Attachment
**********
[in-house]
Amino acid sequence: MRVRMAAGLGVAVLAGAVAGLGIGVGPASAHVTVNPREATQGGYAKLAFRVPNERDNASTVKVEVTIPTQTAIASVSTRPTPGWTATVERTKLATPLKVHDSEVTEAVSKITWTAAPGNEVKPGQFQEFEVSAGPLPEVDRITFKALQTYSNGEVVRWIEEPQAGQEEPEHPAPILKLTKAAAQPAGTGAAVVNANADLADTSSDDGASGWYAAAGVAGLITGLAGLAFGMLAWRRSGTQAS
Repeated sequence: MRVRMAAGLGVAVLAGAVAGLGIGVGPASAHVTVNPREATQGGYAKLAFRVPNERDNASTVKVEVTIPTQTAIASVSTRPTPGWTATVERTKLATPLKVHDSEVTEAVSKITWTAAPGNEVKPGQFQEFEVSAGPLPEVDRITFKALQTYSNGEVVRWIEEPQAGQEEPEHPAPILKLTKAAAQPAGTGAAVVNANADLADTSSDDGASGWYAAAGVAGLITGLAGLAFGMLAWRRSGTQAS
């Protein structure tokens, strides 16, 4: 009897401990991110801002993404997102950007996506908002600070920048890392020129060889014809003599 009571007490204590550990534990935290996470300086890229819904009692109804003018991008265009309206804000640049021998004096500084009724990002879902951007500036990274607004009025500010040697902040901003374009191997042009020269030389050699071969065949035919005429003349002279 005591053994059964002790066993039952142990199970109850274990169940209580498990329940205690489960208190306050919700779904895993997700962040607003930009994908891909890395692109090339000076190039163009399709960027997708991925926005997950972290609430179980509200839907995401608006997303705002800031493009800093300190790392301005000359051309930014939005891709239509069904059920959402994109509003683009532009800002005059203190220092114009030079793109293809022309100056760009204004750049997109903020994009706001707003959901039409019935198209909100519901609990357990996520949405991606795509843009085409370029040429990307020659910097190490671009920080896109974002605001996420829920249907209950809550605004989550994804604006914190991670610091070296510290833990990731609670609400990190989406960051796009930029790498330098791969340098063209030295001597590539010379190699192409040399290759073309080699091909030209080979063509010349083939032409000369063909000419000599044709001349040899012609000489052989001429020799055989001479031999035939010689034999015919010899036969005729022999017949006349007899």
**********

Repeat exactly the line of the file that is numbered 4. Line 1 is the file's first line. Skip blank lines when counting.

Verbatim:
């Protein structure tokens, strides 16, 4: 009897401990991110801002993404997102950007996506908002600070920048890392020129060889014809003599 009571007490204590550990534990935290996470300086890229819904009692109804003018991008265009309206804000640049021998004096500084009724990002879902951007500036990274607004009025500010040697902040901003374009191997042009020269030389050699071969065949035919005429003349002279 005591053994059964002790066993039952142990199970109850274990169940209580498990329940205690489960208190306050919700779904895993997700962040607003930009994908891909890395692109090339000076190039163009399709960027997708991925926005997950972290609430179980509200839907995401608006997303705002800031493009800093300190790392301005000359051309930014939005891709239509069904059920959402994109509003683009532009800002005059203190220092114009030079793109293809022309100056760009204004750049997109903020994009706001707003959901039409019935198209909100519901609990357990996520949405991606795509843009085409370029040429990307020659910097190490671009920080896109974002605001996420829920249907209950809550605004989550994804604006914190991670610091070296510290833990990731609670609400990190989406960051796009930029790498330098791969340098063209030295001597590539010379190699192409040399290759073309080699091909030209080979063509010349083939032409000369063909000419000599044709001349040899012609000489052989001429020799055989001479031999035939010689034999015919010899036969005729022999017949006349007899």